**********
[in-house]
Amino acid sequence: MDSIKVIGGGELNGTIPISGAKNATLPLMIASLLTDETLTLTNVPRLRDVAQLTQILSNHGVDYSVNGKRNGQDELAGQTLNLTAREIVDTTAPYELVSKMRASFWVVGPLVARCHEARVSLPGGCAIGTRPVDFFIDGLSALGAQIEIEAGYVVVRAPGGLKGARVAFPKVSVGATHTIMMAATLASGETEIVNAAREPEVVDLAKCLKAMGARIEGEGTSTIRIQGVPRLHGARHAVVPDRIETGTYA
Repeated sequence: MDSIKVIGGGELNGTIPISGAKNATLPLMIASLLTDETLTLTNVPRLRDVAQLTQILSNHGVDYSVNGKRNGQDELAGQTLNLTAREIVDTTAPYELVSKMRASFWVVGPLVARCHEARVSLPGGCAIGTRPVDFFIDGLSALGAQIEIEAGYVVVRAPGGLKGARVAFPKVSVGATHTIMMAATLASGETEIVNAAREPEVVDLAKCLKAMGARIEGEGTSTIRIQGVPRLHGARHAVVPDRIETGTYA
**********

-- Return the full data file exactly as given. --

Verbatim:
[in-house]
Amino acid sequence: MDSIKVIGGGELNGTIPISGAKNATLPLMIASLLTDETLTLTNVPRLRDVAQLTQILSNHGVDYSVNGKRNGQDELAGQTLNLTAREIVDTTAPYELVSKMRASFWVVGPLVARCHEARVSLPGGCAIGTRPVDFFIDGLSALGAQIEIEAGYVVVRAPGGLKGARVAFPKVSVGATHTIMMAATLASGETEIVNAAREPEVVDLAKCLKAMGARIEGEGTSTIRIQGVPRLHGARHAVVPDRIETGTYA
Repeated sequence: MDSIKVIGGGELNGTIPISGAKNATLPLMIASLLTDETLTLTNVPRLRDVAQLTQILSNHGVDYSVNGKRNGQDELAGQTLNLTAREIVDTTAPYELVSKMRASFWVVGPLVARCHEARVSLPGGCAIGTRPVDFFIDGLSALGAQIEIEAGYVVVRAPGGLKGARVAFPKVSVGATHTIMMAATLASGETEIVNAAREPEVVDLAKCLKAMGARIEGEGTSTIRIQGVPRLHGARHAVVPDRIETGTYA